2009 Mitsubishi Triton GLS Fastback Review & Road Test
A safe, well optioned and gutsy performer
- 2009 Mitsubishi Triton GLS Fastback 3.2-litre, turbo-diesel, 4WD, automatic, dual-cab utility: $53,990 (RRP)
- Metallic paint $350 (fitted: Gunmetal)
Capable engine and 4WD system; ample equipment list; unique styling
Noisy engine; reduced load area; long steering ratio; flat seating
- by Matt Brogan
Though Dakar may have swapped continents this year, the passion and heritage drawn from the great race cannot be denied, especially where Mitsubishi is concerned.
So to capture this sentiment in a marketable form, the triple diamond team have dressed up the Triton with a Dakar-esque body styling kit they call the Fastback.
OK, so calling a Triton fast might be stretching the truth a little, but that's not to say the unique looks on offer don't attract a lot of attention - especially from other Triton owners.
Based on the GLX-R model, the GLS Fastback comes with a packet of extra equipment including a lockable hard tonneau cover, semi-automatic climate control, electric tilt and slide sunroof, leather trimmed steering wheel, gear knob and seats (featuring blue stitching) and a powered driver's seat.
These options are in addition to the pre-existing extras list of 17-inch alloy wheels, rear and side steps, Bluetooth, cruise control, power windows (including powered rear-centre window), electric mirrors, remote central locking, front fog lamps, and single CD/tuner premium audio package offered in the derivative model.
It really is quite a generous package all up, but one has to wonder if it is worth the extra $7500 on top of the GLX-R's recommended retail price.
The cabin is rather generous proportionally and offers ample leg, head and shoulder room is both rows.
The back seat too is surprisingly comfortable thanks to the rounded design of the cabin's rear but sadly the seats are very flat in all seating positions and do not offer a lot of lateral support, which is quite bothersome off-road.
Under the bonnet, a 3.2-litre, common-rail, turbo diesel, four-cylinder engine manages 118kW at 3800rpm and an even handed 343Nm of torque from 2000rpm. It's a strong engine and pulls quite well, even when heavily loaded, though is remarkably noisy inside the cab, even when cruising.
The four-speed automatic gearbox does a decent job of swapping cogs and is adequate for the role despite the lack of ratios on offer.
Mitsubishi's Super-Select multi-mode 4WD system is both versatile and capable, and when combined with 205mm of ground clearance and a lockable, viscous limited-slip, rear differential, makes even the more challenging of off-road exercises a breeze.
Unfortunately however the gearbox doesn't afford Triton very good fuel economy, with my week returning 11.6 litres per 100km (combined), almost two litres over the published result of 9.9 litres.
Another issue for the Fastback is side-rearward visibility. Changing lanes to the left becomes a mirror based affair with considerable blind spots generated from the sails between the cab and the tray. Parallel parking too is almost a "by feel" exercise.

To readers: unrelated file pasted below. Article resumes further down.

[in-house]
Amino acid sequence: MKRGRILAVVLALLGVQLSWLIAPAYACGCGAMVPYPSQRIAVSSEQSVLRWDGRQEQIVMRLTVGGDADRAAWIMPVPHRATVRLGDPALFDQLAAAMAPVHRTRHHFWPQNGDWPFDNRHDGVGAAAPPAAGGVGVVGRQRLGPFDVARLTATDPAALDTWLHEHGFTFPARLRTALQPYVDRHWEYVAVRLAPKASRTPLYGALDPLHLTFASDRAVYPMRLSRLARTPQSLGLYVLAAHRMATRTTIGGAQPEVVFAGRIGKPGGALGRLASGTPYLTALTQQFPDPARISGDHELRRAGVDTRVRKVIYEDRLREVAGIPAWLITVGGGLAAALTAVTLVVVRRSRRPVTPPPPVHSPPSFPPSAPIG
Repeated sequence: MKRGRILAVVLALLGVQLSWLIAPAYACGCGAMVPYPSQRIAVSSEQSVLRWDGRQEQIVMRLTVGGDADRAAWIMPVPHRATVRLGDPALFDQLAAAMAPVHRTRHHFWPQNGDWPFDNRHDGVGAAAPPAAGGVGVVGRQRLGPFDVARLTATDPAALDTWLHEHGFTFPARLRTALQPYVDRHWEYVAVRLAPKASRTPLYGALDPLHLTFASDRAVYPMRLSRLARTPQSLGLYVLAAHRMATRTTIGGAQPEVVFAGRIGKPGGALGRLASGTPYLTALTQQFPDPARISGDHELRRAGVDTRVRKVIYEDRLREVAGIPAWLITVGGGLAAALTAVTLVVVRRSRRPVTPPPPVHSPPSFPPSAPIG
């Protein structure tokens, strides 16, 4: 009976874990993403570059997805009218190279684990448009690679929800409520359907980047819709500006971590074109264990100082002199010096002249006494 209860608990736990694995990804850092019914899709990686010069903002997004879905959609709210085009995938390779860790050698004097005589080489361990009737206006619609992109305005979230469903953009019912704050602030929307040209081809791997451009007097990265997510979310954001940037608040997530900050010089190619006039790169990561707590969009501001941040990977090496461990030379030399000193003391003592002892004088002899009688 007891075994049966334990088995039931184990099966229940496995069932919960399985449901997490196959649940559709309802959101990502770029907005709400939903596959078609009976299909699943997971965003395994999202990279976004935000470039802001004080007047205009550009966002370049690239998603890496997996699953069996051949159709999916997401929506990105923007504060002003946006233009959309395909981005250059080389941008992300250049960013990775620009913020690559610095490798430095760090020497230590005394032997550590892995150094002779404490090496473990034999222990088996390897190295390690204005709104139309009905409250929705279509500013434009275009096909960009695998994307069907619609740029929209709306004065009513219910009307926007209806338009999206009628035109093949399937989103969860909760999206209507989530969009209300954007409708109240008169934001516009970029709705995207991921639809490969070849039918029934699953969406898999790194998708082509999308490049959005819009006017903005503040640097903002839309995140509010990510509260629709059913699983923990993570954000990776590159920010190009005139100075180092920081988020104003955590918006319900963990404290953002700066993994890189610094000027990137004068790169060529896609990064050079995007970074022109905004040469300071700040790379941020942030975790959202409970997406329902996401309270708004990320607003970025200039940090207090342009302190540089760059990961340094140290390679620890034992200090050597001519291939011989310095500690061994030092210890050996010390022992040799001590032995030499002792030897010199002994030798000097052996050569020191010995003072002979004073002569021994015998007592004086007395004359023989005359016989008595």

Braking too is a bit of a let down with the disc/drum combination feeling a little challenged under emergency situations. ABS is offered as standard fit and though it does feature EBD, it doesn't feel as certain as it should, even under ideal (flat/dry/sealed) stopping situations.
The steering is needlessly long of ratio which makes parking and suburban driving annoying with far too many turns lock-to-lock (almost four) and a rather large turning circle at 11.8 metres. Feel and feedback too is a touch light.
I guess what this all adds up to is that despite being a good looking and well optioned uti;ity there is no escaping the fact it is still a commercial vehicle at heart and should you chose to combine the purpose on hand with your family motoring, you'll find a payload of 870kg remains on offer - if you be able to fully utilise the compromised tray area that is.
Ride and handling are above average, but far from brilliant with body roll very evident on hard cornering. The stiffer ride although usual for such a vehicle is not as bad as some competitors though so as a multi-purpose vehicle, here the Fastback may hold a slight advantage.
On the safety side of things, the ABS and EBD are about as techy as this beast gets, though with dual front airbags (passenger side switchable) and three point inertia belts in all seating positions Triton scores an impressive four-star ANCAP rating.
Despite being safe, well optioned and a gutsy performer - especially off road - the Triton is a little way behind its competitors in most other areas and has been scored accordingly, and despite the unique looks, for the money you can do better elsewhere.
CarAdvice Overall Rating: How does it Drive: How does it Look: How does it Go:
- Engine: 3200cc DOHC four-cylinder (16 valve)
- Power: 118kW @ 3800rpm
- Torque: 343Nm @ 2000rpm
- Induction: Common rail & turbocharged
- Transmission: Four speed automatic
- Driven Wheels: Rear/All
- Brakes: Disc (front) / Drum (rear)
- Top Speed: 168km/h
- 0-100km/h: 11.3 seconds
- 0-400m: Not tested
- CO2 Emissions: 261g/km
- Fuel Consumption: 9.9 litres/100km (official ADR)
- Fuel Tank Capacity: 75 litres
- Fuel Type: Diesel
- ANCAP Rating: Four stars
- Airbags: Dual front
- Safety: ABS & EBD
- Spare Wheel: Full size alloy
- Tow Capacity: 2500kg (braked)
- Turning Circle: 11.8 metres
- Warranty: Five Year/130,000km
- Weight: 2070kg (Tare)/870kg (Payload)
- Wheels: Alloy 17 x 7.0-inch